By Maria Elena Salinas/Commentary Santa Maria Times
It will be a historic moment, without a doubt. On Tuesday, Jan. 20, the entire world will have its attention focused on the steps of the U.S. Capitol to witness the inauguration of the first black president. Not just because of the historic nature of the event, but because so many people are in desperate need of change. There are high hopes for what Barack Obama will bring to the presidency, to the country and to the world. And everyone seems to have a different list of priorities. For Latinos, it’s immigration reform.
Obama has said he will work to have an immigration-reform bill in place in the first year of his administration, but proponents of an overhaul cannot wait that long. A group of Latino evangelical groups took over a section of the Capitol Jan. 7 and literally prayed for immigration reform in the first 100 days of the new administration.
“We marched, we voted and now we want Obama to keep his promise and give us an immigration reform,” said Rafael Guevara of CONLAMIC, the National Coalition of Latino Clergy and Christian Leaders.
Illinois Rep. Luis Gutierrez won’t wait even 100 days. He says he is ready to introduce new immigration legislation on the very same day Obama takes the oath of office, expressing concern that the president-elect and his transition team are not giving the issue the importance it deserves.
Gutierrez says he does not get the impression that there is a sense of urgency on the matter, since there has been no word from Obama on the possibility of an executive order to stop the immigration raids. “They do not understand how every day our community is being destroyed. Waiting until the end of the year will mean that tens of thousands will be separated from their families,” he claims.
There are not many details on what his proposal will include or how it will be different from the Kennedy/McCain Comprehensive Immigration Reform bill that failed to pass Congress in 2007. The only thing he has said is that it will include a path to the legalization of undocumented immigrants and the reunification of families, and that it will attempt to speed up the process of obtaining a visa.
The sense of urgency for immigration reform became even more evident when Attorney General Michael Mukasey made the surprising announcement that immigrants who are in the middle of deportation proceedings, including those who are seeking asylum, will no longer have the right to reopen their cases because of mistakes made by attorneys who represented them in the past.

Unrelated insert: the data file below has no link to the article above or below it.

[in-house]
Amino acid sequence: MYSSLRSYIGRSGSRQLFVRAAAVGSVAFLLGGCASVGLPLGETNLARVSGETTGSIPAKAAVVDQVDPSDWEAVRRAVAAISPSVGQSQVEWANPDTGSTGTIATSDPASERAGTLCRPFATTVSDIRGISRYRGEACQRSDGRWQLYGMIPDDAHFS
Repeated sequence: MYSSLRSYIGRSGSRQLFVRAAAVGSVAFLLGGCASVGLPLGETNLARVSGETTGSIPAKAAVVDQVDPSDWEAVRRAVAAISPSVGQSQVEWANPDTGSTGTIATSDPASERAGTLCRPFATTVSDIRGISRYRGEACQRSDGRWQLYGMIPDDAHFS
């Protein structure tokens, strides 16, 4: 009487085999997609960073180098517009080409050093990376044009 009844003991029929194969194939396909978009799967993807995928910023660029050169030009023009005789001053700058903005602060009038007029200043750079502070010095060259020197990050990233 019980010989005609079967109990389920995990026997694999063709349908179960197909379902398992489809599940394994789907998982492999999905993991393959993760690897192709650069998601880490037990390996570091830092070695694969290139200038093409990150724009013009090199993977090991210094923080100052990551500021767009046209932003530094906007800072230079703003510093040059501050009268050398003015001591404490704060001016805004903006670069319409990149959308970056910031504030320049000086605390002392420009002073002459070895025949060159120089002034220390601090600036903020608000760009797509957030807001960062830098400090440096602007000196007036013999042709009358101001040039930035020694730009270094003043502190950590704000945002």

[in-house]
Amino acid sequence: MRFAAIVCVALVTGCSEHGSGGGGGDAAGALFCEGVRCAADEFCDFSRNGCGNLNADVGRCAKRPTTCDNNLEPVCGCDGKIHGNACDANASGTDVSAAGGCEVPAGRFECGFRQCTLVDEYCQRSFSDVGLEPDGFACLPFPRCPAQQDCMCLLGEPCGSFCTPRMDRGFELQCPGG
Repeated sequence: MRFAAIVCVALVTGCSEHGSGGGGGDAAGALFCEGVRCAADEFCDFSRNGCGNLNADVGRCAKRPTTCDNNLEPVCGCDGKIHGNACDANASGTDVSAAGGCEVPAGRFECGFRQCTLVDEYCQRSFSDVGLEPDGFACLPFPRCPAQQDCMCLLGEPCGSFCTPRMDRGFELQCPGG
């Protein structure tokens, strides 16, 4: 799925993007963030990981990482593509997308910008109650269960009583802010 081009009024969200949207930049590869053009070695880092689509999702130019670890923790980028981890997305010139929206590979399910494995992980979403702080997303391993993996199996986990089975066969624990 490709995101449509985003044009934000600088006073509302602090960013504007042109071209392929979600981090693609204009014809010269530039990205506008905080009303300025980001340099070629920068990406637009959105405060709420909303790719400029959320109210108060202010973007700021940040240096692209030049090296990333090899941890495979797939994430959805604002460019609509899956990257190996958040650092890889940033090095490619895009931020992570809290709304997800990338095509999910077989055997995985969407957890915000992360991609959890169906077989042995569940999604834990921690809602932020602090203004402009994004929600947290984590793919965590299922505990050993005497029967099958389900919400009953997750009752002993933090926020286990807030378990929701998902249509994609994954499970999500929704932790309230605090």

The decision drew strong criticism from immigration advocacy groups. The American Immigration Law Foundation condemned the action, calling it an assault on constitutional principles and accusing the attorney general of reversing years of legal precedent. are outraged by this action,“ said Nadine Wettstein, director of AILF’s Legal Action Center in a press release. ”With this ruling, the administration is attempting to undermine an immigrant’s right to a fair hearing on whether he or she should be thrown out of the country.“
The ACLU Immigrants’ Rights Project called the decision a dangerous move away from the U.S. tradition of fairness and due process. ”This order will have a tremendous negative impact on countless people who will be deported simply because they had the bad luck to be represented by the wrong immigration attorney,“ said Deputy Director Lee Gelernt.
Less than two weeks before the end of the Bush administration, this certainly is not good news for immigrants and those who defend their rights. It’s been a tough eight years that began to go downhill for immigrants after the terrorist attacks of Sept. 11. Since then, immigrants, particularly Latino immigrants, have unfairly been treated as criminals.
Barack Obama will have the weight of the world on his shoulders upon taking the oath of office. He is inheriting monumental problems in the U.S. and abroad. The livelihood of millions of innocent immigrants who come to this country to make a better life for themselves and their families, and contribute to our country’s well-being with their hard work, should also be on his list of priorities.
Maria Elena Salinas can be reached at mariaesalinas.com.
January 12, 2009